Catching a time machine from the year 1973, the five-piece rock outfit Shadowplay has established itself as a local force and sought after band in the New Jersey and Philadelphia area since 2009. A release of their first official EP has only garnered them more recognition and power to add to the gravitational pull of their career. Rumor of their first full-length LP has gained steam, and a purported release has been posted on their website (along with track listings) for sometime around July or August 2011.
The band consists of Andrew Corkery on lead vocals sounding like a mix of 70s southern rock and 90s grunge. Then there is Dan Holden on lead guitar, who in this reviewer's opinion shines brightest on his monstrous riffs and blistering solos. He is complemented by George Szegedy, who alternates between rhythm guitar and bass. Leading the percussion is Tim Bear, whose epic pounding and impeccable timing lays the groundwork for the rest of the band to interweave their creative sounds.
Their EP is full of head-knocking riffs, and each song demonstrates a slightly different side to the band. A song not on their EP but released as a single in early 2011, "Ghost Train" shows their ability to slowly build up a song around a rolling riff and then explode into full swing with a momentum that hypnotizes the listener's senses. The chorus takes away from the momentum slightly, but the simple yet catchy riff mixed with the steady percussion by Tim Bear provides the spark to makes "Ghost Train" a positive precursor to their full-length album release.
Other songs on the EP allow the band to display their versatility. "Like a Phoenix" and "Autumn Sky" are like epic 70s ballads, building up the songs with mythological and picturesque lyrics. The power of their song writing and musical maturity is evident by the structure and changes within the songs. Dan Holden shines throughout all of them with his leading riffs that fall right in line with the percussion while still allowing him to break away on soaring solos that seem to reach speeds of a Russian MIG jet.
"Pulse" comes off like a stomping giant right from the beginning with one of the best riffs on the EP, allowing the band to explore their musical ground using the riff as the bass. When Corkery raises the pitch of his voice up to cruising altitudes, he conjures up Chris Cornell from Soundgarden's BadMotorFinger.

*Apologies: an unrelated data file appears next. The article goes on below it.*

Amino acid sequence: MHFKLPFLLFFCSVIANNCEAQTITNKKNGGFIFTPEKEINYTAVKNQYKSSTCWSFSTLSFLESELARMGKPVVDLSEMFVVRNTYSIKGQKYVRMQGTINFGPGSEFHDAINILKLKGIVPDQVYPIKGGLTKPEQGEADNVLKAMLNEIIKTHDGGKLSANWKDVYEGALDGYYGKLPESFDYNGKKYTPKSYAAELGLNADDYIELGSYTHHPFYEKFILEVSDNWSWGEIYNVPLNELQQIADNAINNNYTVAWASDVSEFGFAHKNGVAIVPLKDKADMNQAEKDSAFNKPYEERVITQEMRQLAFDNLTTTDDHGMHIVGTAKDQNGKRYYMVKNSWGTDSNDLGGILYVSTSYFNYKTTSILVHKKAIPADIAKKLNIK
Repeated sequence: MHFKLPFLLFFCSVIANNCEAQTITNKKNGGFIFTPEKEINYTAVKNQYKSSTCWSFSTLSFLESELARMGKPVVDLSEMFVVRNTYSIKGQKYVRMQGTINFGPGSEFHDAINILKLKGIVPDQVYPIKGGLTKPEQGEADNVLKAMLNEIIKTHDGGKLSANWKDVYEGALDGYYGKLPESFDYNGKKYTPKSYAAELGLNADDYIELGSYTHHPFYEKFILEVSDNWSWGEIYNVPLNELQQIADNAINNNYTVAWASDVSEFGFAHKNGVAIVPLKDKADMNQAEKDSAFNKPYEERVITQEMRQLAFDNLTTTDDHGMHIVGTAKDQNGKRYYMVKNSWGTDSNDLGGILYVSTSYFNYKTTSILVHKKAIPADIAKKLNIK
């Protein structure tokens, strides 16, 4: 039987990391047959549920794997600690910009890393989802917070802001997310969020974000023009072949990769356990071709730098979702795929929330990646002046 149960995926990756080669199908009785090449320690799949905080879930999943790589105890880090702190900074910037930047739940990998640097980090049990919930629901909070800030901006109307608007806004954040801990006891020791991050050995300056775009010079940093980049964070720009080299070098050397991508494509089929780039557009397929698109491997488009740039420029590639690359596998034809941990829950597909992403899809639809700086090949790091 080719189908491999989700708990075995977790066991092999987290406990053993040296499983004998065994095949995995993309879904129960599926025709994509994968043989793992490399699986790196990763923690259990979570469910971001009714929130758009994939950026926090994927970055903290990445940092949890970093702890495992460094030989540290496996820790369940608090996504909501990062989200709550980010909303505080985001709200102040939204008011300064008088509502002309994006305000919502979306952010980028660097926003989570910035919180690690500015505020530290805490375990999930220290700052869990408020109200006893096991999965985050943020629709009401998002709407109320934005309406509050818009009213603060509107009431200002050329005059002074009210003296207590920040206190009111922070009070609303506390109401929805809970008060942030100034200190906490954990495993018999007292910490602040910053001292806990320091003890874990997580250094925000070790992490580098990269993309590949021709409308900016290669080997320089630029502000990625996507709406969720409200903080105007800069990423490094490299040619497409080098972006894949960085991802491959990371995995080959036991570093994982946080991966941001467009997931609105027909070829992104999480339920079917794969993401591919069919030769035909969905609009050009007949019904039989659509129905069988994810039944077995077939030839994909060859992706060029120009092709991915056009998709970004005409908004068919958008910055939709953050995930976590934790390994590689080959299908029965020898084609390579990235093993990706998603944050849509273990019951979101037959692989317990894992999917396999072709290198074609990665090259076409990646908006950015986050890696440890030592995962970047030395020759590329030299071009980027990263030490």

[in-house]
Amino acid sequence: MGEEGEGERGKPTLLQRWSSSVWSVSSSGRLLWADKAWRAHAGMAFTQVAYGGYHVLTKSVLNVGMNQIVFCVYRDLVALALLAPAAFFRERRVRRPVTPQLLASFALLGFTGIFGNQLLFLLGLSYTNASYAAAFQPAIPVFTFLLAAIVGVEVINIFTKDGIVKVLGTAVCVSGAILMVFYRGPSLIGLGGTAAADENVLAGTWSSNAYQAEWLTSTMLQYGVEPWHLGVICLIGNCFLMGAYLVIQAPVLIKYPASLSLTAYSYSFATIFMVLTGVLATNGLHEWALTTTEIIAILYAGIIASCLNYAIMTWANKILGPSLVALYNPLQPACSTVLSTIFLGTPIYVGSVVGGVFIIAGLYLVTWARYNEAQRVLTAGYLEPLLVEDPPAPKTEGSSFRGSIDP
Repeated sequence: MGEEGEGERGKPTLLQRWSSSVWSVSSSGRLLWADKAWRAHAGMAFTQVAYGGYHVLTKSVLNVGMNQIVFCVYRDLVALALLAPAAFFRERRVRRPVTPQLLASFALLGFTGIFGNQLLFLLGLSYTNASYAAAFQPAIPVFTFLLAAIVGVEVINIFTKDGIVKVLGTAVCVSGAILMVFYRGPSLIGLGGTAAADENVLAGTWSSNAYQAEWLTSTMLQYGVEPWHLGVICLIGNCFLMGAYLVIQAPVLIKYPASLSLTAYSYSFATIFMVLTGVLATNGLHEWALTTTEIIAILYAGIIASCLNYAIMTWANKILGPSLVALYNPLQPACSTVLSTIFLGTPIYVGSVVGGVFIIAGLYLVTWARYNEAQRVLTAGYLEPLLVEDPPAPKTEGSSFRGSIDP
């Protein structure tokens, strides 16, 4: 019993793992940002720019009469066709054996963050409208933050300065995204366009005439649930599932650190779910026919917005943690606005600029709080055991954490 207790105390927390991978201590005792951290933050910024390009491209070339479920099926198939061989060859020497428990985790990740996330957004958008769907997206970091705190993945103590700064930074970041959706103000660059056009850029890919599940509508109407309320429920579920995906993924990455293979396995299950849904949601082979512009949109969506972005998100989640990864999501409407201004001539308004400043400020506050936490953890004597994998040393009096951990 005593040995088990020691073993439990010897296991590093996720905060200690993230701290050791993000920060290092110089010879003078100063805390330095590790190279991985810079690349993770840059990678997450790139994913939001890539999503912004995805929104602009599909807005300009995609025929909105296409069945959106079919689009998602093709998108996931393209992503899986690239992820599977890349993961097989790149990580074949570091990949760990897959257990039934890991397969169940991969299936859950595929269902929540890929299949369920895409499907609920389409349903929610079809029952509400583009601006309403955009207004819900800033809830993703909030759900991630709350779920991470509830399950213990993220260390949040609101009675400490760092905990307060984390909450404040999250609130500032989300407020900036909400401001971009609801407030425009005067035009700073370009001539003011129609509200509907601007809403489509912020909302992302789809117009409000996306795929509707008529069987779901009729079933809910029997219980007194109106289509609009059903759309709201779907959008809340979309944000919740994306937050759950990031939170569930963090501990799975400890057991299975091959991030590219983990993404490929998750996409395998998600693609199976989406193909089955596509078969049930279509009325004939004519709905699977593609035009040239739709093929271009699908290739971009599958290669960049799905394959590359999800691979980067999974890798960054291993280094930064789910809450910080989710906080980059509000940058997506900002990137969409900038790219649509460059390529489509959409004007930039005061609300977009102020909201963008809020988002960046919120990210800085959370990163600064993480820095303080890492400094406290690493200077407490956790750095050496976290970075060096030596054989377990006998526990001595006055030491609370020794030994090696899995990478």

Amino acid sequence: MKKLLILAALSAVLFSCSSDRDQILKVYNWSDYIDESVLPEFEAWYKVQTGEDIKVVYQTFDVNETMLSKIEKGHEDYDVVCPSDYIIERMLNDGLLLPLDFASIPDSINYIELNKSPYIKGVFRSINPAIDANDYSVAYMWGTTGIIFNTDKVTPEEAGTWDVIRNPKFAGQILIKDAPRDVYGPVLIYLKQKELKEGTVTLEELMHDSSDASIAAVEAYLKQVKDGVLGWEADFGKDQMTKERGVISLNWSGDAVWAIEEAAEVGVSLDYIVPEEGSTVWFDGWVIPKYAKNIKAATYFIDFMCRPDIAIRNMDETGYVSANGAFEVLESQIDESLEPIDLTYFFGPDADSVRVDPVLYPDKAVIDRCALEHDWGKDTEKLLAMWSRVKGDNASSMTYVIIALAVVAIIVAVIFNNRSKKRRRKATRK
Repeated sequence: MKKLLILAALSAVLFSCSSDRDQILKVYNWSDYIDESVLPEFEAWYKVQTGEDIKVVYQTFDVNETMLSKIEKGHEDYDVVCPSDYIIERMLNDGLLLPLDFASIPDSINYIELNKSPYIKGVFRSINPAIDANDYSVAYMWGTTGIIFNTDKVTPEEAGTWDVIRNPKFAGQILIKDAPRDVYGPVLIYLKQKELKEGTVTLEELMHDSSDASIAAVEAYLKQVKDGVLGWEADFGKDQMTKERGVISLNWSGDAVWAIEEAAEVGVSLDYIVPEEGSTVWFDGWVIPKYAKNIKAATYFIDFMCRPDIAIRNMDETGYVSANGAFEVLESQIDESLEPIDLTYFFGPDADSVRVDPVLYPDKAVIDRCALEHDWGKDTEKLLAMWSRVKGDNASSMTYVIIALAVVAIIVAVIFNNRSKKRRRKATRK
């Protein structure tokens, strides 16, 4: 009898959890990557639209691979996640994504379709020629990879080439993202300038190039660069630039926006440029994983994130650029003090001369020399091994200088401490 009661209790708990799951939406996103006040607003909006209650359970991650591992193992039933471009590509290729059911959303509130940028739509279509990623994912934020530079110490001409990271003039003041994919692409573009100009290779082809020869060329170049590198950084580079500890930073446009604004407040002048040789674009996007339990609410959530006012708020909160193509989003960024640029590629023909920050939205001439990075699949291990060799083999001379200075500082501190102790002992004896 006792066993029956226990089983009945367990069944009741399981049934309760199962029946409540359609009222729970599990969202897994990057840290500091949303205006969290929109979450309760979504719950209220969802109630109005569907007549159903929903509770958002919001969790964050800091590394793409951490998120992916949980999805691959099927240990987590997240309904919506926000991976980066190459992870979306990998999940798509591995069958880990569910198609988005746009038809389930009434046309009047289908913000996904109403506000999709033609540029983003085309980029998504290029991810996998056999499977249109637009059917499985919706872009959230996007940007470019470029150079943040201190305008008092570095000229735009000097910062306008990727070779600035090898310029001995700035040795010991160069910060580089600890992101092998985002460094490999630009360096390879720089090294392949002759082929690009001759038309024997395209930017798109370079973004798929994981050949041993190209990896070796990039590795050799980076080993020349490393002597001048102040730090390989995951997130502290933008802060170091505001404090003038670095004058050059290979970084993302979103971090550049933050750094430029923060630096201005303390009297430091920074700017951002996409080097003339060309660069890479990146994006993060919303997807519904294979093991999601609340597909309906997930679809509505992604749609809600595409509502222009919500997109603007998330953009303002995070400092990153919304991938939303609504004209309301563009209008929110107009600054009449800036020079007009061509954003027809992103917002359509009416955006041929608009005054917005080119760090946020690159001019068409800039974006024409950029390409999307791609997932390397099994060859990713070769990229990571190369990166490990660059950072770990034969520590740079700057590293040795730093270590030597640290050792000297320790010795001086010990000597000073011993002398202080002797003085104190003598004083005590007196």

As with everything, there are always some downsides. The production and mix of the sounds sometimes takes away from the power that this band seems to possess. As this is their first recorded EP, it can be easily forgiven. They show the ability to have many complex changes within their music, but only utilize this ability every now and then. Lastly, on "Ides of March" there is a section where the keyboards are clearly heard in a nice little jam with the guitars and drums. I hope to hear more of that format from them to add even more dynamics to their musical style.
There is no doubt of the immense talent emanating from this five piece. Fans of their type of music, in the mold of Wolfmother, Physical Graffiti-era Led Zeppelin, Lynard Skynard, and even Soundgarden in some spots will immensely enjoy the retro style of this band's song structure and Corkery's raspy croon. I know if they ever visit the west coast I will be in the crowd. Look for their debut album anytime now and hopefully we'll see them touring the country soon.
Reviewer Bio - Tim Rosini is part of the editorial team at Onlinerock team. Having a background in English literature with a concentration in creative writing, Tim found himself working for various magazines and websites after moving out to the west coast last summer. Having the ability to adapt his focus from business writing to creative fiction he has found a great place to exercise his passion for music on the onlinerock website.